Recently Bette Midler, who actively shares her political views on Twitter, said something that she shouldn't have. In railing about Sen. Joe Manchin's refusal to support the Build Back Better Act, she referred to West Virginians as "poor, illiterate and strung out." She has since apologized.
Of course, the MAGA crowd is having a field day suggesting that this is yet another example of liberal elitism. But they fail to notice the facts: West Virginia ranks as the second poorest state in the country (behind only Mississippi), ranks number one for the least educated, and has the highest death rate in the country from opioid overdoses. Midler was pointing out that Manchin was standing in the way of legislation that would address those issues.
What is most interesting about the reaction from the right to Midler's tweet is that they are actually projecting their own judgementalism into what she said. Samantha Mendoza chronicled some of the most outrageous things GOP politicians have said about people who are living in poverty.
You take somebody that has the right mindset, you can take everything from them and put them on the street, and I guarantee in a little while they'll be right back up there," [Ben] Carson said in an interview. "And you take somebody with the wrong mindset, you could give them everything in the world, they'll work their way right back down to the bottom." He went on to say that people living in poverty have "the wrong mindset."...
"We have got this tailspin of culture in our inner cities, in particular, of men not working and just generations of men not even thinking about working or learning the value and the culture of work; and so there’s a real culture problem here that has to be dealt with," [Paul] Ryan said...
“Just like Jesus said, 'The poor will always be with us,' there is a group of people that just don’t want health care and aren’t going to take care of themselves," [Kansas Republican Roger] Marshall said in March. "I think just morally, spiritually, socially, [some people] just don’t want health care. The Medicaid population, which is [on] a free credit card, as a group, do probably the least preventive medicine and taking care of themselves and eating healthy and exercising. And I’m not judging, I’m just saying socially that’s where they are."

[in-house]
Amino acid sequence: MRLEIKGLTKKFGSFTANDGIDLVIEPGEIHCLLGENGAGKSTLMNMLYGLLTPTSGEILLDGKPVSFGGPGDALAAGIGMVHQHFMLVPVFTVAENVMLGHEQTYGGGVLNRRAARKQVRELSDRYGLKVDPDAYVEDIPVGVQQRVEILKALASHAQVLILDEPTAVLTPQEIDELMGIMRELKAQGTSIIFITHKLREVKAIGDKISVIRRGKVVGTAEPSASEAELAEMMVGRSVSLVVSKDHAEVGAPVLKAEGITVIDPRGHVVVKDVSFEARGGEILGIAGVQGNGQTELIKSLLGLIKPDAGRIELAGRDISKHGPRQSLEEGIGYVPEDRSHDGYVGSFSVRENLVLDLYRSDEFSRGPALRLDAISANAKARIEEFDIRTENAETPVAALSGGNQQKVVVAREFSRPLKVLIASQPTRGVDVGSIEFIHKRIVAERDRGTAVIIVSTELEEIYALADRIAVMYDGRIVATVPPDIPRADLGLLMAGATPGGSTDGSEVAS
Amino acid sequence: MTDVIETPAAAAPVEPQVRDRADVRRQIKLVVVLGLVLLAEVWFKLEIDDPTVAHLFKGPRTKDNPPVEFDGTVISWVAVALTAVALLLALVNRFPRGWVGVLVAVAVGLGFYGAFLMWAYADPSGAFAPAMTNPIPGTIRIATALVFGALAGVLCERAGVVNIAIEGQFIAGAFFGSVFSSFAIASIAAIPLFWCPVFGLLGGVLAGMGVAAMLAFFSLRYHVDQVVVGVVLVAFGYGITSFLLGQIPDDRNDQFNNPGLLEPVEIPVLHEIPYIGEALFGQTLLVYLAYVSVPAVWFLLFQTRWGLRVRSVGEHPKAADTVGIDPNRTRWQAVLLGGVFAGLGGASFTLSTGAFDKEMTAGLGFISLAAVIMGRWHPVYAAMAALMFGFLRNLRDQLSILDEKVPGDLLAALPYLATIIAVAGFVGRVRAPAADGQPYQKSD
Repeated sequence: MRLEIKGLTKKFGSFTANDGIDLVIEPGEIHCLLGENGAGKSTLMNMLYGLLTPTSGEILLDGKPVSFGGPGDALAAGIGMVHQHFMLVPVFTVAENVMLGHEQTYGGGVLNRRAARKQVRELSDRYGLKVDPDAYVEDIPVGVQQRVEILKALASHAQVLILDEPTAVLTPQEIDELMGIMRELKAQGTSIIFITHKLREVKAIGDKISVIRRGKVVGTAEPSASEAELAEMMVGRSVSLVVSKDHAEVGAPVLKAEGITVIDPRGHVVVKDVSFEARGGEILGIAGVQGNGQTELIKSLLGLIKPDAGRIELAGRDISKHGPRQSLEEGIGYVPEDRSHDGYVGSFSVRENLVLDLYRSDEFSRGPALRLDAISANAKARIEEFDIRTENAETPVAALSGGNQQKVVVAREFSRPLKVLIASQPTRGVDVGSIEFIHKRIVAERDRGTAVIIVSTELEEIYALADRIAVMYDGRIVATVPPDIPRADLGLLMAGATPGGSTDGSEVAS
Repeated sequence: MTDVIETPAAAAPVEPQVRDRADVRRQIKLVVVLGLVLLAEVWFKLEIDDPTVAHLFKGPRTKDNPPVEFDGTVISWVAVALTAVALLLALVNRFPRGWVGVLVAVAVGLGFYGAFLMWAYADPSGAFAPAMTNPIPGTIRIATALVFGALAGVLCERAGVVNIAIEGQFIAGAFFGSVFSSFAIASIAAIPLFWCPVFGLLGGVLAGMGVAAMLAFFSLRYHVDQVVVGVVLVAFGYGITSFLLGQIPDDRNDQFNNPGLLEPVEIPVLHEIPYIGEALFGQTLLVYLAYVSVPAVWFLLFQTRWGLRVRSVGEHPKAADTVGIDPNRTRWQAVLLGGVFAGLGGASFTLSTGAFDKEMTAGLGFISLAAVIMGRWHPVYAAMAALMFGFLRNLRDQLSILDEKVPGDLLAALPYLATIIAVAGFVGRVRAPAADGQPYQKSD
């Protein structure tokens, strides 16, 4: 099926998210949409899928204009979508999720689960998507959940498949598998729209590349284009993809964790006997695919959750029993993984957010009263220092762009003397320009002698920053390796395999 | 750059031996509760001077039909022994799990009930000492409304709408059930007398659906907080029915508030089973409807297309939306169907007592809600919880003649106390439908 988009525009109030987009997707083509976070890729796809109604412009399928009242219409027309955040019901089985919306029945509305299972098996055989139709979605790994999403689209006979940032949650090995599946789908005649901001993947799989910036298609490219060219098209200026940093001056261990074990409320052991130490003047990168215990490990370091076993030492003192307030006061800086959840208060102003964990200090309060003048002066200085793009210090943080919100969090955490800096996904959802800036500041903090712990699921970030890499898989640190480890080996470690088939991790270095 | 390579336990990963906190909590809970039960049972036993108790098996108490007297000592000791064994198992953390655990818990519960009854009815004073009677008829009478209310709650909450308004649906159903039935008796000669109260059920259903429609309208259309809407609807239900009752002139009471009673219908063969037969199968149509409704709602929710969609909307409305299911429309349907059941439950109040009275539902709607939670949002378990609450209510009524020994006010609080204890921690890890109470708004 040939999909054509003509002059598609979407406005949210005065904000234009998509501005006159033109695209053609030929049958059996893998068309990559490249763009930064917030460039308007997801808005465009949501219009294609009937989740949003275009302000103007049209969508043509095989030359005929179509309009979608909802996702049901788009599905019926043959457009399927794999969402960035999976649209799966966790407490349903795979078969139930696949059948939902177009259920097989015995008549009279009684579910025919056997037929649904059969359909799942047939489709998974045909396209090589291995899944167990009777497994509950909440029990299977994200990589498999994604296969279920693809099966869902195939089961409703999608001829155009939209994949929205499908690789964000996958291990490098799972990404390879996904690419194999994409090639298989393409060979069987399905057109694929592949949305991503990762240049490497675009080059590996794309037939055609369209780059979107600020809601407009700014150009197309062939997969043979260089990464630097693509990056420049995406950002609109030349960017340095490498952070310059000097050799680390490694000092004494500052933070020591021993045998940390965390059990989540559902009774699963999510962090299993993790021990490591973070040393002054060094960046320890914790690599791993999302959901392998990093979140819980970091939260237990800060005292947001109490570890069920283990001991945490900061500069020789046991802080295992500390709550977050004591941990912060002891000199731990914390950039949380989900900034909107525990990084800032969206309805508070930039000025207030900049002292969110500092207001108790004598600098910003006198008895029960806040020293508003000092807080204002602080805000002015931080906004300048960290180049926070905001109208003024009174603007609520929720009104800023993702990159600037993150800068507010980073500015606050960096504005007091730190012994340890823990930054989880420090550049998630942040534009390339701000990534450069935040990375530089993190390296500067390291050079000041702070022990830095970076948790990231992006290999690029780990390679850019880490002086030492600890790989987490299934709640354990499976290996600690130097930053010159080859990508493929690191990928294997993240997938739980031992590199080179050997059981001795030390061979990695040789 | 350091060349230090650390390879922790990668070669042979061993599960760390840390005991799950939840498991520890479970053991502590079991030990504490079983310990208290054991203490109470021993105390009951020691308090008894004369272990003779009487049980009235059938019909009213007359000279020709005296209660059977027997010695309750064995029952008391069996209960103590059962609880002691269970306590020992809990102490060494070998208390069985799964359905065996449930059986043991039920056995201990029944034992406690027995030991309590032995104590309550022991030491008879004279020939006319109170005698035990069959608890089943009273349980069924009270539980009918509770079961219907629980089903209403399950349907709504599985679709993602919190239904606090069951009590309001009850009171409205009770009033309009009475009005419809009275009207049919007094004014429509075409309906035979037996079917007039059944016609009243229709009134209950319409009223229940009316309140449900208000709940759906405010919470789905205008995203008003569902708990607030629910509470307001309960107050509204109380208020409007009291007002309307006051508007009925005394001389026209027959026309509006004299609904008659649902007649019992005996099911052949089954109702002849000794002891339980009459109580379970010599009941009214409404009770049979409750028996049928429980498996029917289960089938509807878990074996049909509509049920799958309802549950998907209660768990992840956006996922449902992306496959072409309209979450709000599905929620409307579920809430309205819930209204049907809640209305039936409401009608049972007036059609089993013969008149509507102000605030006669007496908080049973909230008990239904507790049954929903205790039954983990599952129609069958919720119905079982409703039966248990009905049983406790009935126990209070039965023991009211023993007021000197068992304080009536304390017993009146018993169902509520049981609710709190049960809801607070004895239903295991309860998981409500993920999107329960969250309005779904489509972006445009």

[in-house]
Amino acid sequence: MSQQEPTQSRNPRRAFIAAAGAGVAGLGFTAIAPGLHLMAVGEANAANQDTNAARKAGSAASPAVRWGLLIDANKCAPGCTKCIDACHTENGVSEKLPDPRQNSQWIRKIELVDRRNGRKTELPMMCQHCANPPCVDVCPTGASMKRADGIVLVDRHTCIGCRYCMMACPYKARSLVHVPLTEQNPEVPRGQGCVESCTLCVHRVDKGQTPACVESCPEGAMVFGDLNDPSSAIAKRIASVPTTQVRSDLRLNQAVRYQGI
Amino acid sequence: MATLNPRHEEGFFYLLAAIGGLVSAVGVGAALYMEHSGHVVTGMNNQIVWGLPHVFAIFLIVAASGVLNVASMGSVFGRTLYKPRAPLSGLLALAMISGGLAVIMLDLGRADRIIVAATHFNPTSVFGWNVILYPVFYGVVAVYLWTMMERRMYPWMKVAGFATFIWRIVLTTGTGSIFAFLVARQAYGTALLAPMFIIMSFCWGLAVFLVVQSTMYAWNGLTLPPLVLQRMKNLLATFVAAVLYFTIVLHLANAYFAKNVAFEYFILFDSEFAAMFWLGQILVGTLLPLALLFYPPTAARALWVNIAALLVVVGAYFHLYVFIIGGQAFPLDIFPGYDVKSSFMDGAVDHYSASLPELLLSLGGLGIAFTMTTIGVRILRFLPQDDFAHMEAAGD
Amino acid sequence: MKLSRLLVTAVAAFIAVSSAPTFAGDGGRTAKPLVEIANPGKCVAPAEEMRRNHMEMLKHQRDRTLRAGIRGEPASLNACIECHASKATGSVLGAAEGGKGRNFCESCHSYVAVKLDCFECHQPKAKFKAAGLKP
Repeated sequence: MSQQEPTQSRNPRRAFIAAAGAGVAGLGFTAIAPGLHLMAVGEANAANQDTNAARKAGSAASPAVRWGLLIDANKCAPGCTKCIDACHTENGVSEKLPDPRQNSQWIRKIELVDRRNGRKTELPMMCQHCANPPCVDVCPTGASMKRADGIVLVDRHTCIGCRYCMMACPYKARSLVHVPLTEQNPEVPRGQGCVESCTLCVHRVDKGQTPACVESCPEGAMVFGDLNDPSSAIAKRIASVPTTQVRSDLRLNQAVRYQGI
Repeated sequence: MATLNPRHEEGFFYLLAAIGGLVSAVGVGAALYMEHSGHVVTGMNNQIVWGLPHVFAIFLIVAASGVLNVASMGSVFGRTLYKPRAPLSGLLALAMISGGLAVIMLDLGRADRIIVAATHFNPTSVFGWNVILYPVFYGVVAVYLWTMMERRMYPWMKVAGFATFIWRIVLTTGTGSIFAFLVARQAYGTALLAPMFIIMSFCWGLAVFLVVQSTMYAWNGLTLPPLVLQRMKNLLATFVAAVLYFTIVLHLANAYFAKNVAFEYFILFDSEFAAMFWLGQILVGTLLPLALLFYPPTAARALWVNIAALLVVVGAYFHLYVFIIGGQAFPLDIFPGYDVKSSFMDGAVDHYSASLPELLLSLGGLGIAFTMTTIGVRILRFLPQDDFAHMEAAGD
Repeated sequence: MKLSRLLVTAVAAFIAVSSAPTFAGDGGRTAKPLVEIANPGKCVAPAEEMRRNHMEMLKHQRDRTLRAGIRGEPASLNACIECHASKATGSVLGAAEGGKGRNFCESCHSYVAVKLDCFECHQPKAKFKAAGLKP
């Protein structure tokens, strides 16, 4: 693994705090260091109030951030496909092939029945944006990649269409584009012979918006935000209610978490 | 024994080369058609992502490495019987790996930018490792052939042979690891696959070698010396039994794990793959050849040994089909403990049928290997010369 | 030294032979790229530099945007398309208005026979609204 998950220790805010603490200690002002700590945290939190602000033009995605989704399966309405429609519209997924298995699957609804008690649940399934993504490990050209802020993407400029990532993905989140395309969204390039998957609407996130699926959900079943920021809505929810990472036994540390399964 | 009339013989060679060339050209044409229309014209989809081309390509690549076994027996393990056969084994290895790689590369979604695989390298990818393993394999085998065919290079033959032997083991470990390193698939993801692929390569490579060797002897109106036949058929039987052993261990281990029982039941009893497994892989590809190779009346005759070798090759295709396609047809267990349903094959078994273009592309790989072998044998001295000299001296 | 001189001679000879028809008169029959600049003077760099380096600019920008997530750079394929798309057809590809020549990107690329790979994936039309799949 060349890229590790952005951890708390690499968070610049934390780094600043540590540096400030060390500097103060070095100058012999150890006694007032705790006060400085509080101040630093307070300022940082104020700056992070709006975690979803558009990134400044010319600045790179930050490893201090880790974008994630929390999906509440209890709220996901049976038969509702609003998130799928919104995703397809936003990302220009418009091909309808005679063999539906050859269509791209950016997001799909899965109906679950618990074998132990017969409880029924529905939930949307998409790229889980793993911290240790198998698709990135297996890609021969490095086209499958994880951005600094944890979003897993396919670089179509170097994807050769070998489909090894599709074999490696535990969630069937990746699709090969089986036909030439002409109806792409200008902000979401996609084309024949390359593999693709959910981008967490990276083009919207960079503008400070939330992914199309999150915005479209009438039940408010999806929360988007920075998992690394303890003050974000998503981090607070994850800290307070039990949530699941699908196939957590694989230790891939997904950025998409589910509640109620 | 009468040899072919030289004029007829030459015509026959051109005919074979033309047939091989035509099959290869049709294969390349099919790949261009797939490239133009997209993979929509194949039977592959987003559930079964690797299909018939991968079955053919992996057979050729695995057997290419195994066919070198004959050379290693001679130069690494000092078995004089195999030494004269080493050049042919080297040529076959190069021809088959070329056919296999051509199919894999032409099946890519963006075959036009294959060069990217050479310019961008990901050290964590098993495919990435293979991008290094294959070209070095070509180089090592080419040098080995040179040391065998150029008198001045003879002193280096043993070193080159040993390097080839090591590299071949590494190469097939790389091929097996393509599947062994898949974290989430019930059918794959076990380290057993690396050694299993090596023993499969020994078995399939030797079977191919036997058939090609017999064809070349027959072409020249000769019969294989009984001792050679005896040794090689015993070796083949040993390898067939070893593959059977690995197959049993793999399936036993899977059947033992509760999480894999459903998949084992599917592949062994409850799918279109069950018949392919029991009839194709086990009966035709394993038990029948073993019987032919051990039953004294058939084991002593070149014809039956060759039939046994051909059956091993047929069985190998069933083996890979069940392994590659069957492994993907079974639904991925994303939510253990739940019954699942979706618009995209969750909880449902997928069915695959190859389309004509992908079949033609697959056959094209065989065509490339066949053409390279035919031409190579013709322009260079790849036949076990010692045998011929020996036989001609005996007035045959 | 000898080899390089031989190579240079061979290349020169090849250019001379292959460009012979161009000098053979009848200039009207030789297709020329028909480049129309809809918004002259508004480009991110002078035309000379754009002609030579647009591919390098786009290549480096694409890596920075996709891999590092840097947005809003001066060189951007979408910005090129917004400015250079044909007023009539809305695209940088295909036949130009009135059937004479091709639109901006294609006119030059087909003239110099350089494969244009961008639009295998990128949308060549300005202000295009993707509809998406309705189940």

Mendoza provided a few more examples. But how about this one from Mike Huckabee:
“It’s basically just a transfer of money from the taxpayer to the government, from the government to people who become beneficiaries of the government, because that way the government can own these people,” Huckabee said on “Fox and Friends.” “It is a trap, and it is like the roach motel. Once you get in, but you never get out.”
I'd also like to add one from Rick Santorum that I find the most egregious. Here's what he said when running for president in 2012:
During a town hall meeting in Ottumwa, Iowa Friday afternoon, Rick Santorum argued that Americans receive too many government benefits and ought to “suffer” in the Christian tradition. If “you’re lower income, you can qualify for Medicaid, you can qualify for food stamps, you can qualify for housing assistance,” Santorum complained, before adding, “suffering is part of life and it’s not a bad thing, it is an essential thing in life.”
Then, of course, there is the Democratic Senator from West Virginia that Republicans are courting to join their party.
In recent months, Manchin has told several of his fellow Democrats that he thought parents would waste monthly child tax credit payments on drugs instead of providing for their children, according to two sources familiar with the senator’s comments.
How much more elitist can you be than assuming poor people have the wrong mindset, don't value the culture of work, don't take care of themselves physically, are like roaches, use the child tax credit to buy drugs, and - ultimately - deserve to suffer? That is the kind of thing Republicans say all the time!
For the party that wants to claim the mantle of Christianity, I would simply remind them of a couple of things that Jesus said. First of all...there's this:
Then the king will say to those good people on his right, 'Come. My Father has given you great blessings. Come and get the kingdom God promised you. That kingdom has been prepared for you since the world was made. You can have this kingdom, because I was hungry and you gave me food to eat. I was thirsty, and you gave me something to drink. I was alone and away from home, and you invited me into your home. I was without clothes, and you gave me something to wear. I was sick, and you cared for me. I was in prison, and you came to visit me.' "Then the good people will answer, 'Lord, when did we see you hungry and give you food? When did we see you thirsty and give you something to drink? When did we see you alone and away from home and invite you into our home? When did we see you without clothes and give you something to wear? When did we see you sick or in prison and care for you?' "Then the king will answer, 'I tell you the truth. Anything you did for one of the least of these my brethren, you also did for me.'
To get there, they'll have to grapple with this:
Why do you look at the speck in your brother's eye, but fail to notice the beam in your own eye?